Be Compassionate Not Complacent

We've all met the person who can't go an hour without complaining about something in their lives. Often, the topic is petty and it's been addressed before--maybe even in the same day. You've probably wanted to sit them down and say, "The world does not revolve around you. You will be fine." But what happens when it's your girlfriend or boyfriend who can't stop complaining? Can you be compassionate not complacent with them?

There are two basic responses you can use in these situations.

1. You'll be fine. Chin up, it could be worse!

2. I'm sorry it's been rough for you. Can we talk about ways to make it better?

Let's break these two responses down. Response number one (You'll be fine. Chin up, it could be worse!) might very well be true, but sometimes the truth is a little harsh. You know the person well enough that you're pretty certain they would either hate you for three days or run away crying to someone else about how much of a jerk you have been to them. Let's avoid this problem and talk a little about response number two.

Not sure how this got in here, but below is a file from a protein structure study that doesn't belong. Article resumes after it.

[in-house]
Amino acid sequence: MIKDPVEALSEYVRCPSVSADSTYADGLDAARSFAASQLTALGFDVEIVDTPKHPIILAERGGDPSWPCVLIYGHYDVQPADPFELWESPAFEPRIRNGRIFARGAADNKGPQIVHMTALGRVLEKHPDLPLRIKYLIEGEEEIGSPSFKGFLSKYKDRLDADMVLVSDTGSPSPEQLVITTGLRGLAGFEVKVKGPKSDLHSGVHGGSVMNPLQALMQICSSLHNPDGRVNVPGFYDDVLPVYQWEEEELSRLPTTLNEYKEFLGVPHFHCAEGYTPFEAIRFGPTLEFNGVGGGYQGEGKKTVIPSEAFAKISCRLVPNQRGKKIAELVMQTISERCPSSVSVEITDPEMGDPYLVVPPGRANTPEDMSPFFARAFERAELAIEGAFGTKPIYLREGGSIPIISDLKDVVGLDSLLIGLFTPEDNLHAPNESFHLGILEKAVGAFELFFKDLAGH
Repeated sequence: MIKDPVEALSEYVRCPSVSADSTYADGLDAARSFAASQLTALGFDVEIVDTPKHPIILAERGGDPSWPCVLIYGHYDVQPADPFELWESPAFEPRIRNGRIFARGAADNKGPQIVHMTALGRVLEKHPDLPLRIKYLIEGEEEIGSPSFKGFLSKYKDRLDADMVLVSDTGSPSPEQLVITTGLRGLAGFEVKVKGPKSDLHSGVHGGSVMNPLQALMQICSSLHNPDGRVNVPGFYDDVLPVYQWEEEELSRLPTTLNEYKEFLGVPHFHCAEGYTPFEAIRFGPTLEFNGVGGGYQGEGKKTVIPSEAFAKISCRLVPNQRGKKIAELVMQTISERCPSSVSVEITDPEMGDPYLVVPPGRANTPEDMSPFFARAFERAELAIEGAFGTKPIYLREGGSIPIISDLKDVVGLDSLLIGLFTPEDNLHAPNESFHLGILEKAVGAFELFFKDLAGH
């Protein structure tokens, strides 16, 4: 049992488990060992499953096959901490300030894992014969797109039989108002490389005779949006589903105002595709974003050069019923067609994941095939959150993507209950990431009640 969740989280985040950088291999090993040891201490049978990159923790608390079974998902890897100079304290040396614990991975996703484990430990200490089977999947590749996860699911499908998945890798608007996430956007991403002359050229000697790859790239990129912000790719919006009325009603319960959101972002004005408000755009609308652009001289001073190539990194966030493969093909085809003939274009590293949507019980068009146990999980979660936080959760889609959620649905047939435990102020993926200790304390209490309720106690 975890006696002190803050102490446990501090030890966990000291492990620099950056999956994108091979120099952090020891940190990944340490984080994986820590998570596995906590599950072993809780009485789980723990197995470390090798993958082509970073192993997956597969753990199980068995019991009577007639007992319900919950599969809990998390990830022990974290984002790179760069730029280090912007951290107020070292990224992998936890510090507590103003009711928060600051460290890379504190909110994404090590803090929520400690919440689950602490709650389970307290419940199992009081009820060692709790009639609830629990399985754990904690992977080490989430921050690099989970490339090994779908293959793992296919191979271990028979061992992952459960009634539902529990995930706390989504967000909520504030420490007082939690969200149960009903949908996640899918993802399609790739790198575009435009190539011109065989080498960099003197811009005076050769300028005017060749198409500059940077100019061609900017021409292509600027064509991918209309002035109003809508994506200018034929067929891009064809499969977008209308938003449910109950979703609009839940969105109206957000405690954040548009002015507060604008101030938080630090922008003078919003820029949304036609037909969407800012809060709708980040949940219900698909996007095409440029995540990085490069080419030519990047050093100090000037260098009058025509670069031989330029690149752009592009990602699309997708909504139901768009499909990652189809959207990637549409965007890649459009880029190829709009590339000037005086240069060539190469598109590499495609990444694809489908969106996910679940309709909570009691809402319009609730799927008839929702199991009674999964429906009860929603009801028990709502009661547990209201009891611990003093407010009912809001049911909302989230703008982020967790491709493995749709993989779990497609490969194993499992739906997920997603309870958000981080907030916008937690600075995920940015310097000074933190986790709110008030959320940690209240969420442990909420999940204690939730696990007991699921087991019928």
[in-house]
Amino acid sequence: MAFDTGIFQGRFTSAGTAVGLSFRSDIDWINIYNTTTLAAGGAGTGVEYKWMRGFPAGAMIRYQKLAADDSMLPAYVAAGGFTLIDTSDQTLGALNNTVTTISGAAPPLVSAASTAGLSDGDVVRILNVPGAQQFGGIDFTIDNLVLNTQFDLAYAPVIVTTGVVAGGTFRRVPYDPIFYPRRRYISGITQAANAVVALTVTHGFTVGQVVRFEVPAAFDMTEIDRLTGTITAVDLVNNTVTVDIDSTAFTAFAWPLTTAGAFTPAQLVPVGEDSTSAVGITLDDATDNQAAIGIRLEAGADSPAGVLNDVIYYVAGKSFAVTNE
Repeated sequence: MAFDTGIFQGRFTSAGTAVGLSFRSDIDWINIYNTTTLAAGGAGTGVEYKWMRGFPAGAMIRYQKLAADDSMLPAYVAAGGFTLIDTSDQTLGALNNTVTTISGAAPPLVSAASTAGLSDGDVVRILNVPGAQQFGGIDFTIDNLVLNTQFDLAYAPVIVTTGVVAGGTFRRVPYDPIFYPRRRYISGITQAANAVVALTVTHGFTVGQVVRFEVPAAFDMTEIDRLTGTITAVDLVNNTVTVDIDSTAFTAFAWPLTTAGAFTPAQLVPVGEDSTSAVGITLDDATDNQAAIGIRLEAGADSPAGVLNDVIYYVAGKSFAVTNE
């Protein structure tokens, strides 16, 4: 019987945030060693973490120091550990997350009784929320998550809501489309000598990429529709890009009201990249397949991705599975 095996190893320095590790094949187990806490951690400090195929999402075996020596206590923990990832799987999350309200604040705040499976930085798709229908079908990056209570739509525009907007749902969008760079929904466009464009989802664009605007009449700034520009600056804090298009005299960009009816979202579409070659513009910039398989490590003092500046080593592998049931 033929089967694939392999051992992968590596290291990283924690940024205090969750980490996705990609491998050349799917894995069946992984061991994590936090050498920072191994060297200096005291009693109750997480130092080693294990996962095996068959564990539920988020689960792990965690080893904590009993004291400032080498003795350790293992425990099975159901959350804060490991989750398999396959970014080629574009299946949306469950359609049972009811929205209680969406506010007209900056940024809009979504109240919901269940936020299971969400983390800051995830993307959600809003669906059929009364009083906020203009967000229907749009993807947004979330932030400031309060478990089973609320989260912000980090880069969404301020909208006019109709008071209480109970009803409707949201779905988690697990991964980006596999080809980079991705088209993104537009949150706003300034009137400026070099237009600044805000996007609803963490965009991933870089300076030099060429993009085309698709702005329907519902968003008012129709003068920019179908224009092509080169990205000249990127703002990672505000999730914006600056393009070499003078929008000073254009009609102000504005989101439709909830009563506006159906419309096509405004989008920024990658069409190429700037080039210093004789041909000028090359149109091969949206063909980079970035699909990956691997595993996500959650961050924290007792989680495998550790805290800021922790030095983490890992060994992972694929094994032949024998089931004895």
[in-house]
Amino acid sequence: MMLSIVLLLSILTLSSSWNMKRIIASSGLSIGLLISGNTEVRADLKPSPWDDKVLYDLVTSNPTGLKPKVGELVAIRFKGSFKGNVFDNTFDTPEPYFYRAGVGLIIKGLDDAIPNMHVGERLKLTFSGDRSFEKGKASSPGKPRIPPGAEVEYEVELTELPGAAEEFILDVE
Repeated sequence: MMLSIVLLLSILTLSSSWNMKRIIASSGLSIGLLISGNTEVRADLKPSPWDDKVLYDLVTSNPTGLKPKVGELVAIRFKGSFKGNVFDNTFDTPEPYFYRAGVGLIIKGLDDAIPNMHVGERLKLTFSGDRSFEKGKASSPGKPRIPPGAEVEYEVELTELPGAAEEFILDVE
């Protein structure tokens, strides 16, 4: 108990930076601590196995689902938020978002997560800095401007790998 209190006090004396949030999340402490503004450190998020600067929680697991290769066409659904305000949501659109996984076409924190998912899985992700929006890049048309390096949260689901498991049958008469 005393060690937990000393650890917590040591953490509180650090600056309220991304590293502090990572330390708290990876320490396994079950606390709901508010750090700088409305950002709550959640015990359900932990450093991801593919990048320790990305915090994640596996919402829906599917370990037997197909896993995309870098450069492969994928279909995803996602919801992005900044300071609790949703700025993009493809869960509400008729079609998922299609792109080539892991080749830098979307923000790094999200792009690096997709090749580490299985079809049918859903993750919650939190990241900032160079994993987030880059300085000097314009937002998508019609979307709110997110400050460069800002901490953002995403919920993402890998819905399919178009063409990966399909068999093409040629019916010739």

Can We Talk?

Response number two (I'm sorry it's been rough for you. Can we talk about ways to make it better?) employs just enough compassion for the other person to feel validated in their feelings, but they aren't being pampered or condescended to at all. Maybe the worst thing you could do for someone is be so "nice" that they feel as if their feelings are childish. Adding "Can we talk about ways to make it better?" creates a forward-thinking moment for both of you. Not only are you being helpful and kind, but you are also enabling them to talk out the problem in a more logical manner.

The downside to response number two is that you might get caught in the middle of something much larger. What if your significant other wants to rehash the entire situation for the next hour? While they aren't complaining anymore, you are still hearing about the problem and nothing is being accomplished. This isn't helpful or productive for either of you.

Change Your Mindset

There is a solution to this issue, thankfully. When you are being conscious of your compassionate words, also keep an eye out for a complacent attitude. In other words, being compassionate not complacent. Are you speaking kind words and then sitting back passively, waiting for them to fix the problem alone, all the while believing that you are "helping" them? If so, try putting yourself in a different mindset, this time that of a thoughtful fixer. This doesn't mean you are making their problems go away; it simply allows you to actively participate in your loved one's struggle without being dragged under water by it.


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